Even though my mother constantly says, “You’ll become nothing,” I study continuously.

Actually, my story is similar to most of your stories. I’m the daughter of a religious family. In the beginning, I performed my religious duties gladly—I had memorized the Quran; I was a girl who abided by the commands and prohibitions of the religion. Then I started to question; I had question marks in my head. As I slowly started to skip performing salat1, I saw that my mother didn’t love me, and my family was becoming distant to me. They didn’t love me; they loved the salat I performed, my fasting, and the Quran I had memorized. It took a lot of time for me to face and accept this fact. I endured violence when I started wearing pants. I was locked in my room when I came home after the evening azan. My phone was taken away from me; they sent messages to my friends telling that I hated them. Suddenly I was all alone. I had got into a good high school, but I was taken away from school with my big brother’s pressure, and I was enrolled in an open Imam Hatip high school. Many girls around me were like me; most of them got married because they thought marriage was deliverance, but I never gave up, and I’m continuing my fight.

I will take the university exam this year. I study on my own. My family always say that they will not send me to university, my studies are in vain, but I believe that I will go to college. My mother said, “If you go through that door for university, forget about us.” I’m ready for all of that. I didn’t have any test books, and my mother wasn’t buying me any; I got most of my books by asking people on social media because I didn’t have any money. I resent that I have to study for the exam under these conditions while my peers are taking private lessons, going to private teaching institutions, and have family support.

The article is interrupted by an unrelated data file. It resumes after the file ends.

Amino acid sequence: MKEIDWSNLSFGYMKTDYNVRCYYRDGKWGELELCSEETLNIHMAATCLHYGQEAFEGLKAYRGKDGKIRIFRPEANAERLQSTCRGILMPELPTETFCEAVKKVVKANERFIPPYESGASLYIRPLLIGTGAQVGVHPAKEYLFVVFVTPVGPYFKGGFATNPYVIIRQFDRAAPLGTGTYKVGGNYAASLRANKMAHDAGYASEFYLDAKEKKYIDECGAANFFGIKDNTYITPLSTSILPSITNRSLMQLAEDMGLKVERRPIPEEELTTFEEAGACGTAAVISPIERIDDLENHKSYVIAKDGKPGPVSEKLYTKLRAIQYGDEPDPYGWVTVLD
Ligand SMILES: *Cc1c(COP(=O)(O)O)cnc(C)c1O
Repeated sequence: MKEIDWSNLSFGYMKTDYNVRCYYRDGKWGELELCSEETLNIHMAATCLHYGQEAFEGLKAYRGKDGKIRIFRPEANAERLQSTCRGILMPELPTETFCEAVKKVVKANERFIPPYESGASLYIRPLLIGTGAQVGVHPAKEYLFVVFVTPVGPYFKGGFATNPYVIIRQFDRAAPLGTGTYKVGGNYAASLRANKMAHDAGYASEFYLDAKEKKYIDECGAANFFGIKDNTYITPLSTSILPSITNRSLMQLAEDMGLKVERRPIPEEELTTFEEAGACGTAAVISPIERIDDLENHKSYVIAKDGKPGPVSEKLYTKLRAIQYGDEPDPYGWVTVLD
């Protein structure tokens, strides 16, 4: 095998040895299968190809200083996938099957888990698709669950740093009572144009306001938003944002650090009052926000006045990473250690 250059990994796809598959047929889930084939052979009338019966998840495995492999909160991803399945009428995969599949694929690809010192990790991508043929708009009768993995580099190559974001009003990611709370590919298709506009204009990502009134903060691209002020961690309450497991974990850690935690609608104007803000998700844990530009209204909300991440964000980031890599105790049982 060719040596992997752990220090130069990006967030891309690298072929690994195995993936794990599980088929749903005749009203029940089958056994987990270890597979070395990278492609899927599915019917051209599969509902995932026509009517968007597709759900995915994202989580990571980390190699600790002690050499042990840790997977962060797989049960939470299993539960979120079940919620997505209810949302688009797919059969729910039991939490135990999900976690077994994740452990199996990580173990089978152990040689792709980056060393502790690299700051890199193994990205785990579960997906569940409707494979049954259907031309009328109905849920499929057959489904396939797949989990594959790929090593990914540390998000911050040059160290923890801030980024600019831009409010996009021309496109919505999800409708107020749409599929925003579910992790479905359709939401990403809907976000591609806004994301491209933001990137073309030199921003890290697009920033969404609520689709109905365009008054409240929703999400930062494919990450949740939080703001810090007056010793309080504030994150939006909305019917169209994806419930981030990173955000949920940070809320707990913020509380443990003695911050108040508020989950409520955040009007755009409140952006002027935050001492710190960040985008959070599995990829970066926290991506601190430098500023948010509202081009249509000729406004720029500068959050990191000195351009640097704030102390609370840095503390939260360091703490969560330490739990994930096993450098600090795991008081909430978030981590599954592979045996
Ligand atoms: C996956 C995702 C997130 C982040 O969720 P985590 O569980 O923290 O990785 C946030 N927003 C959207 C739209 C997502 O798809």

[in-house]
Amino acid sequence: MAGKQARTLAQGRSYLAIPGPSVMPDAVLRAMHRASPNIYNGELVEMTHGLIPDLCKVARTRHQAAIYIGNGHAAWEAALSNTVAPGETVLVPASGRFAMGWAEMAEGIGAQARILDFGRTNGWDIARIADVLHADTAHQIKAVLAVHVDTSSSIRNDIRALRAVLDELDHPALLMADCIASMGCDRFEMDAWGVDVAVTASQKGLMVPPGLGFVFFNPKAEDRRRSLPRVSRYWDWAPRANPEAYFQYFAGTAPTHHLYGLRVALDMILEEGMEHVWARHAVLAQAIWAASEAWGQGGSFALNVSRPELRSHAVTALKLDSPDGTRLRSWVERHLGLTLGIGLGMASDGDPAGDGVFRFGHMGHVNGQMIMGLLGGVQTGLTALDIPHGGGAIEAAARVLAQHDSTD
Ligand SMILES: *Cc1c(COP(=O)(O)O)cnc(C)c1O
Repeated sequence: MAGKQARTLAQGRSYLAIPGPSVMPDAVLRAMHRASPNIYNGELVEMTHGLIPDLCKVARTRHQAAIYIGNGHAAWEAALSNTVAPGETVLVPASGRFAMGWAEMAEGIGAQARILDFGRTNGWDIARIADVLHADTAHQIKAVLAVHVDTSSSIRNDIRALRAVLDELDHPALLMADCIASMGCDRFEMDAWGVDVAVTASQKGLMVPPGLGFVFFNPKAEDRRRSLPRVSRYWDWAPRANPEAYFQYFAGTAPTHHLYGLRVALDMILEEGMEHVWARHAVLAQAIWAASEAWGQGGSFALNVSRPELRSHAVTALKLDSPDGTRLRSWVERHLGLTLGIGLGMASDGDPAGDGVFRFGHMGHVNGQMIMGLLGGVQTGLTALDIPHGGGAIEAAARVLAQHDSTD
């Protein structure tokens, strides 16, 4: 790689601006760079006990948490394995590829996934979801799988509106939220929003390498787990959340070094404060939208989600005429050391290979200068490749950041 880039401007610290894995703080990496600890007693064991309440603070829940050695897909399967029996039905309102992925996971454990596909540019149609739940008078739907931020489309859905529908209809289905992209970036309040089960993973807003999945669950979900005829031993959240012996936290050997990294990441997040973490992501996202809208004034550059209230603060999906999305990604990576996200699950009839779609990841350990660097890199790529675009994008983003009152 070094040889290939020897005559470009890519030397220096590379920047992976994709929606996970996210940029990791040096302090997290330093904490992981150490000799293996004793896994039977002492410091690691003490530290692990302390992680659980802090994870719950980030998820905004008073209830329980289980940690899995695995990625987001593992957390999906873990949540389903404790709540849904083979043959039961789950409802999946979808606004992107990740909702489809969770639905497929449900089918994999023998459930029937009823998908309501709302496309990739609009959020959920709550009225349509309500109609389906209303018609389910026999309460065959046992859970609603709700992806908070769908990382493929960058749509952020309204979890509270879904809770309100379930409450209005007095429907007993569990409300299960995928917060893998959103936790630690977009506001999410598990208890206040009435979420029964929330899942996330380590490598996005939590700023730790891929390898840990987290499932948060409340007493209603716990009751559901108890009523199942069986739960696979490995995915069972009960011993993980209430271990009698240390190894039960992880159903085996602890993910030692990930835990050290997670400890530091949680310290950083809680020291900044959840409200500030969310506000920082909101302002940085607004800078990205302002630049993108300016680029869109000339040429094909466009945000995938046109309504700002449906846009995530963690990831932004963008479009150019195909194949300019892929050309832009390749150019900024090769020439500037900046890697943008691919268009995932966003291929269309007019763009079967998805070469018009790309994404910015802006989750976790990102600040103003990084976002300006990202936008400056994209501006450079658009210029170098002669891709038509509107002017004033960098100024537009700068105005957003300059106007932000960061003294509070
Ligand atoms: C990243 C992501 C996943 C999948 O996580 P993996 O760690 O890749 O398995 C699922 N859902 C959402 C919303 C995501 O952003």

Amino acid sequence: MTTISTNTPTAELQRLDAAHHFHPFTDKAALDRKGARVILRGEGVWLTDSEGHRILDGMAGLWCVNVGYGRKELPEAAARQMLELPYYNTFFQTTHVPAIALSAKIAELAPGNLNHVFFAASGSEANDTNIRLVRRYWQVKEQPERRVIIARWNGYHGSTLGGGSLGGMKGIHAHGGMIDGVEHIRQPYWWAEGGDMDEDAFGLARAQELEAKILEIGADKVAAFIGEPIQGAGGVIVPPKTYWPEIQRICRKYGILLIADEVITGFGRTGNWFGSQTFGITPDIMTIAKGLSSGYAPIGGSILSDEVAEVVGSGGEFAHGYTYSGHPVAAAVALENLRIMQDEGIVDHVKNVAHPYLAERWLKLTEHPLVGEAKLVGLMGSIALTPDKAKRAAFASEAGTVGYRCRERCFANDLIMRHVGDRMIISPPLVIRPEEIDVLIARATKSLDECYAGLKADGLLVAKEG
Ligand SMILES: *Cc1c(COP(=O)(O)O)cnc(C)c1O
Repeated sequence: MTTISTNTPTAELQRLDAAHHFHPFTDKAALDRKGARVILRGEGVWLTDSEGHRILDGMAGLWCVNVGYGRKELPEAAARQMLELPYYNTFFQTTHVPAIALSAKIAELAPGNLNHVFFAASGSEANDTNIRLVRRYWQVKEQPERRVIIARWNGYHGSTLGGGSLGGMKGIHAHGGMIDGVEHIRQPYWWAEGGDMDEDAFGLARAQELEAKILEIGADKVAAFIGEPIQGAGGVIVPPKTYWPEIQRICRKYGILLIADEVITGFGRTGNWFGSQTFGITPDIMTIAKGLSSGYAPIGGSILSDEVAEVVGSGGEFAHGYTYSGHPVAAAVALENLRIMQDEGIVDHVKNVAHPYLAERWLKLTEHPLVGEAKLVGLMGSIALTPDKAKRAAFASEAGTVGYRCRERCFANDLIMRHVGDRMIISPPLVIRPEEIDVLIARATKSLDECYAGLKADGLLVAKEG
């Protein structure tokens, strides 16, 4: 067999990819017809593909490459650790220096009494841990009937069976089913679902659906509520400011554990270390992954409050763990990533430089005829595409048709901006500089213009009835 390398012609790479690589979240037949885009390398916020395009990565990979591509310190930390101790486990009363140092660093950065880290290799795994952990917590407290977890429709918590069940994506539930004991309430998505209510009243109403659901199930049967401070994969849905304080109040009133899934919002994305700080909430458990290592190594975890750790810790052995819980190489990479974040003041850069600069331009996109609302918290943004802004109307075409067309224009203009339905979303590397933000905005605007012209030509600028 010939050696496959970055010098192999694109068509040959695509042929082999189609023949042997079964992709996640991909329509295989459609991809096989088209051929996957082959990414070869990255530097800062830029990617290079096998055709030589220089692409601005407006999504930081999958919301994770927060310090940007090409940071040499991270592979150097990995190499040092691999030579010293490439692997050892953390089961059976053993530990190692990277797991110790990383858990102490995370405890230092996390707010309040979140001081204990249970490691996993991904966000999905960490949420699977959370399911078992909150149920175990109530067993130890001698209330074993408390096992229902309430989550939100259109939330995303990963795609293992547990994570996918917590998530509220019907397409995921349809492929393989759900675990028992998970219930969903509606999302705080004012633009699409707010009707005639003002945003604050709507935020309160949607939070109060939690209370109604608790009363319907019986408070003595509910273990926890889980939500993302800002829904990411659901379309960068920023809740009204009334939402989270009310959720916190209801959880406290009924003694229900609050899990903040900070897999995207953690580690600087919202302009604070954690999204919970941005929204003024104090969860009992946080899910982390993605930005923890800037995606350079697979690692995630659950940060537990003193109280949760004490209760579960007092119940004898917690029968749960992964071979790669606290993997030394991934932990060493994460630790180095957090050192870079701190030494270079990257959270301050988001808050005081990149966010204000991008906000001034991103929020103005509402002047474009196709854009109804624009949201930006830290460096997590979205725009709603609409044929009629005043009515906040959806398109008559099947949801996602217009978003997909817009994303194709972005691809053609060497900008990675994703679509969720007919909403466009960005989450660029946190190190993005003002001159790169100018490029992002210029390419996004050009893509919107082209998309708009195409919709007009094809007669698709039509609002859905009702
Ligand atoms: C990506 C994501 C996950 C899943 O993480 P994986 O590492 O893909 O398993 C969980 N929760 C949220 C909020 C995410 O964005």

When I pass the exam, I will run away with the money I have saved and release my hair to freedom. I’m so tired of worrying if someone will see me after taking my hijab off in the street. I’m so tired of some people knowing me as a veiled person, some as an unveiled person. I strive for a life in which I can be myself, but at the same time, I’m very concerned about my future. I’ve reached my legal age, yes, but I’m afraid that they will find me and kill me. I want to live myself freely. I don’t want to endure psychological and physical violence anymore. Even though my mother constantly says, “You won’t become a shit,” I study continuously. I hope I will attain the life I want. I hope I will succeed in being myself. The moment I succeed, I’ll write to you first.

[1] Salah or salat is the second of the five pillars in the Islamic faith as daily obligatory standardized prayers. It is a physical, mental, and spiritual act of worship that is observed five times every day at prescribed times.

Translator: Leto

(Image: Rebecca Green)

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